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  • Poems of Mohammad Rafiq, translated by Prasenjit Gupta [Parabaas Translation] : Mohammad Rafiq
    translated from Bengali to English by Prasenjit Gupta








    Poems by Mohammad Rafiq: III


    Translated from Bengali by

    Prasenjit Gupta















    pastoral



     



     



    covered
    by an instant’s nakedness.  the
    drum-roll of mid-monsoon rain.



                      primal sound rumbles up from
    Omkarnath’s
    [1]
    throat.



                      Ramkinkar’s Santhal family.[2]  stillness, motion.



    in
    the primal touch of skin, the stretching of sun and moon.  stars and soil.



                      evading the hunter’s net, the
    fish in a splash of froth



                      diving deeper into the water.



                      the sparrow’s young pecking
    food at her beak.



    butterflies
    along the house wall, tangled in their desire for union.



                      suddenly, smiling teeth in the
    dark.



                      from Joyonul’s paintings the
    fragrance of rice paddies comes flying,



                      spreading color and air.  overflowing the chest, a blood-tide of base

                                                                                                         darkness.



    the
    Padma’s terrible current.  in every
    field the cow’s breath-broken lowing.



                      painted Bengal’s sky, clouds,
    sunlight.



                      all along the water, the
    flying coastline.  waves shaped like
    wheels.



    every
    space filled with atoms.  atom and
    space, bound in explosive embrace. 
    space

                                                                                                          and atom.



                      that dread dark of the tidal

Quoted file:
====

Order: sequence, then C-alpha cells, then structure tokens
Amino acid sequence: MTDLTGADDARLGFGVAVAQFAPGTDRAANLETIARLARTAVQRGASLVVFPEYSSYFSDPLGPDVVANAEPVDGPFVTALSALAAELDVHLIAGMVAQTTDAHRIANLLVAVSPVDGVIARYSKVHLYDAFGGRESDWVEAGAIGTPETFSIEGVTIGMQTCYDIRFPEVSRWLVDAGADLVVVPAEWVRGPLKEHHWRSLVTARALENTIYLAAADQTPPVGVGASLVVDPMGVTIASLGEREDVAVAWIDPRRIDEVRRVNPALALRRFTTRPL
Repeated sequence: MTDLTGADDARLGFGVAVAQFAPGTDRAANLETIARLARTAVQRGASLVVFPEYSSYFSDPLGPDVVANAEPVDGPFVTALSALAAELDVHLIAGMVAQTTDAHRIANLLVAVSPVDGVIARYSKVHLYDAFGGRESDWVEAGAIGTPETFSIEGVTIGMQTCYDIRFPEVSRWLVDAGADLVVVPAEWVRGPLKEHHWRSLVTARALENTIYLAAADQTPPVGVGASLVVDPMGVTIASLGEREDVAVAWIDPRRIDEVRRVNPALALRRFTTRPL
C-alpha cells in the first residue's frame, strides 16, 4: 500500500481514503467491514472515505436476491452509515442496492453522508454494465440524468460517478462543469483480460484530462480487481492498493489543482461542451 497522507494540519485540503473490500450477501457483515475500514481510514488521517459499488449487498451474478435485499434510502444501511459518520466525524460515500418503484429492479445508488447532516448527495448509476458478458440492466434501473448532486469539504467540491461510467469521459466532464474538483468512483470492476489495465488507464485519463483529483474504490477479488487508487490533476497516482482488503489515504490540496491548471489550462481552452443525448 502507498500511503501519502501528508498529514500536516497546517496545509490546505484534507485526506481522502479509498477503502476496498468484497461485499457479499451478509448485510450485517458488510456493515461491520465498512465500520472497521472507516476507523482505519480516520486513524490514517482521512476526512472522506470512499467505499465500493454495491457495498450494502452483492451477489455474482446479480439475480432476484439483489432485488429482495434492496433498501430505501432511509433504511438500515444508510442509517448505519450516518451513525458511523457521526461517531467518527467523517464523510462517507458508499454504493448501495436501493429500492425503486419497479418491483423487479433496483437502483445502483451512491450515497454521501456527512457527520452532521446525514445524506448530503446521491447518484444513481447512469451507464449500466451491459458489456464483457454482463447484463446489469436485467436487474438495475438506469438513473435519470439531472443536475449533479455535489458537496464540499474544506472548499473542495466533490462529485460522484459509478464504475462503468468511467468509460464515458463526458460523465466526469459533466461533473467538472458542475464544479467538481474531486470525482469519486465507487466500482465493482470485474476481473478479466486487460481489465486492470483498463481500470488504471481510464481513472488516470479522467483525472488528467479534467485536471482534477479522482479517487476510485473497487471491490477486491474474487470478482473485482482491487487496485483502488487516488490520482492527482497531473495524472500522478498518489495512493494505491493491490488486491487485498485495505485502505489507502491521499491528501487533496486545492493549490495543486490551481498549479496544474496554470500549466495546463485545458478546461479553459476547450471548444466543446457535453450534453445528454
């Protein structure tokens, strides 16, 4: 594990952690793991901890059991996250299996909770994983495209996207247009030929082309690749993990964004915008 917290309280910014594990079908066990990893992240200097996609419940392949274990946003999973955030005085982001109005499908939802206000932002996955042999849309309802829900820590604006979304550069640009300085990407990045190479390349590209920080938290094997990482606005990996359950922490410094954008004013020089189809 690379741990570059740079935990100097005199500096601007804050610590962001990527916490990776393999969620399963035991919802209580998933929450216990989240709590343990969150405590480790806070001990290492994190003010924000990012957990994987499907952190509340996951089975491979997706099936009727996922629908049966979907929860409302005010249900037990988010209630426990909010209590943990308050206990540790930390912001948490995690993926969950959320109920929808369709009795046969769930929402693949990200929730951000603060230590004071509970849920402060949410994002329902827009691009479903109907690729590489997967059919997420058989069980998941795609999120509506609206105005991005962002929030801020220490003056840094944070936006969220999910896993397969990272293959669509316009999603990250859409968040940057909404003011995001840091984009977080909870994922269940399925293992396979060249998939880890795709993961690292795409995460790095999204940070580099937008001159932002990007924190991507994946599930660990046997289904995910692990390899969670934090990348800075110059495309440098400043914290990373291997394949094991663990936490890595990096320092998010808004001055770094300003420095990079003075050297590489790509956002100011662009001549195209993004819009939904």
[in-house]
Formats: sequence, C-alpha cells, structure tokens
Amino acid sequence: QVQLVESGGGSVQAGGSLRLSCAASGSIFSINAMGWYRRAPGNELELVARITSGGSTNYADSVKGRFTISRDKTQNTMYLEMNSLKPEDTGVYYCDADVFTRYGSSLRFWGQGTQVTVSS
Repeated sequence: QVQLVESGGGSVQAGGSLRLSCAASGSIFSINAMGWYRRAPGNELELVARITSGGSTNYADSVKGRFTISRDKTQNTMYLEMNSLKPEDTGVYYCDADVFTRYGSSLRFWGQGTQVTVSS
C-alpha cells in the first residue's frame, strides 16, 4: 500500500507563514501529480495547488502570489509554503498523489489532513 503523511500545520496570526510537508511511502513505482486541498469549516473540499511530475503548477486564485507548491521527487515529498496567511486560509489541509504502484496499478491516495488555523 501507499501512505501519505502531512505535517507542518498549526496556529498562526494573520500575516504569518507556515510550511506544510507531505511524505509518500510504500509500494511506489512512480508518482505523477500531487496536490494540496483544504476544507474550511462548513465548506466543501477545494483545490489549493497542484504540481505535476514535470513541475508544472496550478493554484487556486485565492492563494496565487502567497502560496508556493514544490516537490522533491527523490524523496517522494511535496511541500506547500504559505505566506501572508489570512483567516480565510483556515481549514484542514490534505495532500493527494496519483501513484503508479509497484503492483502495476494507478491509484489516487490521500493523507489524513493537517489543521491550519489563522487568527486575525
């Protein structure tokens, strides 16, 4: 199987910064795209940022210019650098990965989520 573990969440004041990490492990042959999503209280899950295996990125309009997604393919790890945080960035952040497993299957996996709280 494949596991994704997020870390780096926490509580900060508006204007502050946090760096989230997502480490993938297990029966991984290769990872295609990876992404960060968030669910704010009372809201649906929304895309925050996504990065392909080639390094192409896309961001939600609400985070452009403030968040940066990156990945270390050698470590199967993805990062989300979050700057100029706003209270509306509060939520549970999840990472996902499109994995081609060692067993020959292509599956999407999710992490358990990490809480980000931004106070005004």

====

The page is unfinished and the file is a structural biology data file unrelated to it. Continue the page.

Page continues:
wave.



                      in every blink, in every
    hundredth of a dropping eyelid, a blessing.



    in
    an instant’s nakedness, release, frenzy, millions upon millions breaking
    through;



                      just one human kiss.



                      staying and resisting seek
    their language.





    a chestful of contentment











     



     



    oh
    the girl’s tresses unloose themselves,



    her
    clothes fly away,



    in
    the flame-orange of her body comes the dawn,



    in
    the beckon of her enchanting smile the morning follows.



    the
    farmer with plough and yoke on his shoulder



    walks
    the ridges of his field



     



    the
    daughters gone the sons gone the cows gone the land gone



    only
    their mother remains



     



    pour
    the water, oh golden maiden, put your mind to the water



    fetch
    the pitcher winnow the grain wash the floor serve the rice



    oh
    she’s used up her body, she can move no more



    her
    flesh comes off her bones, her eyes from her head, her hands from her arms



     



    at
    sunset this wounded woman’s shadow sticks to the mat.



     



    the
    farmer, shrinking within himself



    in
    the husk and ashes of his dreams, roasting all night in the vapors of his burnt
    youth



     



    and
    stuck to the pot of jaggery, the corpse of a dead ant






    unknown



     



     



    at
    every instant, this possibility remains:



     



    instead
    of one footfall, another footfall.



    to
    jump the fence of a particular simile, metaphor, or symbol



    and
    find some other unknown style, meter, or tempo.



     



    instead
    of one poem, another poem.



     



    instead
    of one touch, another touch,



    in
    the shadow of a sharpened knife, other comings and goings.



    familiar
    words, exhalations and inhalations, ardor and aversion, deception.



     



    in
    one kiss, the edge of another kiss.



    in
    one body, another’s red death in fire and decay.